Brain Games Company Lumosity Is Business Up Front, Experiment In The Back End

With its large database of human cognitive performance, Lumosity has become a small but significant force in the science surrounding its products.

Brain Games Company Lumosity Is Business Up Front, Experiment In The Back End

As a neuroscience PhD candidate at Stanford, Michael Scanlon explored the effects of cognitive training through small-scale experiments on fish and rats. Now, seven years after dropping out to start a company that makes brain games, he can base his research on anonymized data from 25 million people.


Lumosity, the company Scanlon cofounded, makes games that promise to sharpen memory, focus attention, enhance creativity and improve attention. At least by Silicon-Valley terms, it’s been successful. The startup announced a $31.5 million investment led by Discovery Communications last week, bringing its total amount of funding to $70 million. Its mobile app has reached the coveted No. 1 spot in the App Store, and its user base has swelled to 25 million.

Studies about whether playing games like Lumosity’s can indeed make people smarter have produced conflicting results. One study, for instance, found that subjects who trained in cognitive tasks improved only at those specific tasks. Others, meanwhile, have showed improvement in fluid intelligence among those who played a brain game.

Lumosity’s research branch, Lumos Labs, runs its own studies about how the games impact intelligence. But it also lends assessment tools and, in a few cases, its massive data set to independent researchers who are studying cognitive training. It’s running an experiment and a company at the same time and has thus become a small but significant force in the science surrounding its products.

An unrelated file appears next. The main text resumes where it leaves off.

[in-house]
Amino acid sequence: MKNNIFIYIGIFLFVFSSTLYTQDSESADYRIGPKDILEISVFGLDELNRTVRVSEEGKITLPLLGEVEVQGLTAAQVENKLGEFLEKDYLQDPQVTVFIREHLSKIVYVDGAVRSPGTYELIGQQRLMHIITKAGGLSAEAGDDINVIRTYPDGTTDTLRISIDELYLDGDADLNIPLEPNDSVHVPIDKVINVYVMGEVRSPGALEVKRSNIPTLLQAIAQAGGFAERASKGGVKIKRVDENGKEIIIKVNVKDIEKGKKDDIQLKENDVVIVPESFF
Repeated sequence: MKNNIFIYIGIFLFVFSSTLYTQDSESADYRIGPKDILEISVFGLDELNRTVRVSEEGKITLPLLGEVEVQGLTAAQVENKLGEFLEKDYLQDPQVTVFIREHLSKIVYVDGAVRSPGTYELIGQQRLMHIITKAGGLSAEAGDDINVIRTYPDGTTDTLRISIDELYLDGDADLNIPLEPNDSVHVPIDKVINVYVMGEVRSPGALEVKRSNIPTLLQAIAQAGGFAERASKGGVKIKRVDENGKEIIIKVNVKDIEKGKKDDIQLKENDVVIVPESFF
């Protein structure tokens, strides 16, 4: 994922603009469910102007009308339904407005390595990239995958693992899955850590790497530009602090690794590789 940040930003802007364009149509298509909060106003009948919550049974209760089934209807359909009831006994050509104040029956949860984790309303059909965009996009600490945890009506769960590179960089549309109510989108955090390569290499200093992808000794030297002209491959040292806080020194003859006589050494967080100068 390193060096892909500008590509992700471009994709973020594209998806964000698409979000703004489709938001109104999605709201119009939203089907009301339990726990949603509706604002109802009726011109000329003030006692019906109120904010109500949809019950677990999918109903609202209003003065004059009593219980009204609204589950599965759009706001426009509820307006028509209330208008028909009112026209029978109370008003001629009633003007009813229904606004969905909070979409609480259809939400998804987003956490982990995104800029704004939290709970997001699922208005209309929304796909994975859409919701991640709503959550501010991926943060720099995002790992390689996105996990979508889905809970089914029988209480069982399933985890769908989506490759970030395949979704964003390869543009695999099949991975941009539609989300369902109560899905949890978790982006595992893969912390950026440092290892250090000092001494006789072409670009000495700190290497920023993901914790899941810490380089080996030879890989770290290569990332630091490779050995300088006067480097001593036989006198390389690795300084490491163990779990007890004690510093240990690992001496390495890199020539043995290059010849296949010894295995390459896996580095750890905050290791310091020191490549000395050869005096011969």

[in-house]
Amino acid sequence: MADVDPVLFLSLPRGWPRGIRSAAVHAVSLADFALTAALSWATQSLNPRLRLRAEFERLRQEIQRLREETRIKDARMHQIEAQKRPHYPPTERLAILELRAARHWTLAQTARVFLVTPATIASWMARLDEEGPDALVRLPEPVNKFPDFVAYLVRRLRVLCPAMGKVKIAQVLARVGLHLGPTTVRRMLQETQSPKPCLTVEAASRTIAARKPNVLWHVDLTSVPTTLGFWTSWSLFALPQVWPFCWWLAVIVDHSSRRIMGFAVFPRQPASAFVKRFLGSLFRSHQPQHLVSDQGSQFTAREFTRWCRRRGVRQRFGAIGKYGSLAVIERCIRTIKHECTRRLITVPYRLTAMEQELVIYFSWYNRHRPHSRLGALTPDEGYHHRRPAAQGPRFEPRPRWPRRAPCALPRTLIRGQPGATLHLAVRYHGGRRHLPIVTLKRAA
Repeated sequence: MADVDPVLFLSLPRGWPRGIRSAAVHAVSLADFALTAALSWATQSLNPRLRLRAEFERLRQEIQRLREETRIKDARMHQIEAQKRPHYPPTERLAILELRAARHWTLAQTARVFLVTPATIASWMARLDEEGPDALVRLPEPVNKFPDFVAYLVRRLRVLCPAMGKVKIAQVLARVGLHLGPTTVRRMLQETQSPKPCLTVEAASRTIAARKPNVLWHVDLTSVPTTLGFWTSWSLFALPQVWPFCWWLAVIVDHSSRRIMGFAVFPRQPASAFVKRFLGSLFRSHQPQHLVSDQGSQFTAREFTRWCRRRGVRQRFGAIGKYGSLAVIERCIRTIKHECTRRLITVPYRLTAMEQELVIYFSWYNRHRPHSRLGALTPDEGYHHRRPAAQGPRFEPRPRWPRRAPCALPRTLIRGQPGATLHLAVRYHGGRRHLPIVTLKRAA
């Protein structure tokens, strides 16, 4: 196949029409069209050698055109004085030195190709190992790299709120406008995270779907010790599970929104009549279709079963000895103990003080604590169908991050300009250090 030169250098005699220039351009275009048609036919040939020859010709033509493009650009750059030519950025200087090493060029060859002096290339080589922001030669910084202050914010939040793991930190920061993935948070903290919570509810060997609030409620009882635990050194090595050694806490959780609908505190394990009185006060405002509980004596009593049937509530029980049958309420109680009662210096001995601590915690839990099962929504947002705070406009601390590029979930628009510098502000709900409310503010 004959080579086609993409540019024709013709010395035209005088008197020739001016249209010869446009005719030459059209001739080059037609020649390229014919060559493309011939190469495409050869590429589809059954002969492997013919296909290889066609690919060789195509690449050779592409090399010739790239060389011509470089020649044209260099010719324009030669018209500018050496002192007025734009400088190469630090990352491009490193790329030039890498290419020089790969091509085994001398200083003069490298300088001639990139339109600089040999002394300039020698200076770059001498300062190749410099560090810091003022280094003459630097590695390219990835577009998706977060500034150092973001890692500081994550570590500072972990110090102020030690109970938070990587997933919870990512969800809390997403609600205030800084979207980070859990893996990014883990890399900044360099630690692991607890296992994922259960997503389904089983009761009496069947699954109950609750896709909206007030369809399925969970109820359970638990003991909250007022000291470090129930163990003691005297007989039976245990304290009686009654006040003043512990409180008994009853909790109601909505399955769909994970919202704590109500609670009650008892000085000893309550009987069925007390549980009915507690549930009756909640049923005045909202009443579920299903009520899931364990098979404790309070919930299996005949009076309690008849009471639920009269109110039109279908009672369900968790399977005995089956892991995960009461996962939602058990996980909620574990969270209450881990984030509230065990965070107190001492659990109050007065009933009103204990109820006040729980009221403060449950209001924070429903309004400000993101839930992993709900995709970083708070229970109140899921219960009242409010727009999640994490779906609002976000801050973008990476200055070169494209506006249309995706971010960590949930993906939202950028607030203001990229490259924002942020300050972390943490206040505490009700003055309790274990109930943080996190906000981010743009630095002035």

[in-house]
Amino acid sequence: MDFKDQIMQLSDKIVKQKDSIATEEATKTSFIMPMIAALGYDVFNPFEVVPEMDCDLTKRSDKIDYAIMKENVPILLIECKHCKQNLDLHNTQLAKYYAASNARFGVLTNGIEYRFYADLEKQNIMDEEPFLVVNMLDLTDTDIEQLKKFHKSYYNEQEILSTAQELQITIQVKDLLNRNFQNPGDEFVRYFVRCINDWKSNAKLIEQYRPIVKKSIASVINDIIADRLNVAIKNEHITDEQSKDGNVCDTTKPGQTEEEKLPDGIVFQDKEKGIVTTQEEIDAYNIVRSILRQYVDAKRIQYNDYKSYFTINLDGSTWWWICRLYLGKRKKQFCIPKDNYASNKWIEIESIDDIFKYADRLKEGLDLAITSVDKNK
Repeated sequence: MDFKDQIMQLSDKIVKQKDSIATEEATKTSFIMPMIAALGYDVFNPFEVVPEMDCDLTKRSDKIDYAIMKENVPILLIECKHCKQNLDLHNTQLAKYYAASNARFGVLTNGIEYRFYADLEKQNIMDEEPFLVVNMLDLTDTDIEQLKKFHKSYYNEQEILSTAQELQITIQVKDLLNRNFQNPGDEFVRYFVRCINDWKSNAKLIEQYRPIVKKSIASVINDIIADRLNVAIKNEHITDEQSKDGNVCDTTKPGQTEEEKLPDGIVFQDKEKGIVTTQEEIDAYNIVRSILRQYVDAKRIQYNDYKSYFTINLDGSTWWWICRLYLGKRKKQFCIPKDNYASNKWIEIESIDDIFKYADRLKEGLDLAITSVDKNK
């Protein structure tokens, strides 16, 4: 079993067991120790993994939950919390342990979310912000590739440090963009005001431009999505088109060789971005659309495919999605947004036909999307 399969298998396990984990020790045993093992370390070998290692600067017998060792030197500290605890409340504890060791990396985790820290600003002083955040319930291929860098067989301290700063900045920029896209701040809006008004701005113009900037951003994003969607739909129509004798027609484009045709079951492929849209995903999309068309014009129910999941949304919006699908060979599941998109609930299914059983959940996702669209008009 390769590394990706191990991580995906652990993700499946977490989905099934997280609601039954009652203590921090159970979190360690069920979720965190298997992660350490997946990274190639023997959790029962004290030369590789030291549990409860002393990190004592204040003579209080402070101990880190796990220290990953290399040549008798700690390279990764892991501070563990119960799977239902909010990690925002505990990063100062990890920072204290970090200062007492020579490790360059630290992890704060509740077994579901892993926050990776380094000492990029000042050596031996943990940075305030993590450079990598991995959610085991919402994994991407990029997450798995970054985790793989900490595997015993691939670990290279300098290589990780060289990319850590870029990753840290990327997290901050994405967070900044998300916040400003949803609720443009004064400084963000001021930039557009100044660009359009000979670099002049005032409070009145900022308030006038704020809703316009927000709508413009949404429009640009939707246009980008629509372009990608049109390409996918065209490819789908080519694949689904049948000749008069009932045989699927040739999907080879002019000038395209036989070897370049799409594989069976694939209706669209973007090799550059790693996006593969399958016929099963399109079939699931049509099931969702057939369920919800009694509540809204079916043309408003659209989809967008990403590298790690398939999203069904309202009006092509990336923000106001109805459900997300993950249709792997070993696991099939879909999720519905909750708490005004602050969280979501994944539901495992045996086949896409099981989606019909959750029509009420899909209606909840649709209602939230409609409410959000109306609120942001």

According to a paper the company published in the MENSA Research Journal, after 10 hours of training, subjects improved 10% in memory and 20% in divided attention. At the Society for Neuroscience’s annual meeting in October, it will present further research on the transfer of cognitive training to core underlying cognitive capacities and whether older adults need to train more frequently than younger adults to receive equivalent benefits.

With the exception of the research published in MENSA Research, however, none of its findings have been submitted for publication in a peer-reviewed journal.

“We know it’s possible,” Scanlon says. “We haven’t submitted enough times to know if we we have a high rate of success or a low rate of success.”


Regardless of whether Lumos Labs successfully publishes more studies, Scanlon acknowledges that research produced by organizations without revenue at stake are more likely to be trusted. Which is one reason Lumosity has helped supply about 100 independent researchers with brain games their subjects can play at home instead of at the lab.

Researchers from Stanford, the University of New South Wales and other schools have used Lumosisty brain games in published studies, many of which support Lumosity’s findings, and scientists at Harvard and UC Berkeley are among the 25 researchers that are currently incorporating the games into experiments. By default, testing their subjects on Lumosity games also helps cement the company’s position as the most data-equipped researcher in the space.

That’s the business genius in Lumosity’s research programs: As new understandings emerge about how cognitive training works and in what ways it is or is not effective, it’s a good bet that Lumosity will be the first to arrive with updated games.

“The product is informing the science, which then turns back into the product,” Scanlon says. “Not all companies have the option of having their R&D and business models in such alignment.”

[Image: Flickr user Louis du Mont]

About the author

Sarah Kessler is a senior writer at Fast Company, where she writes about the on-demand/gig/sharing "economies" and the future of work.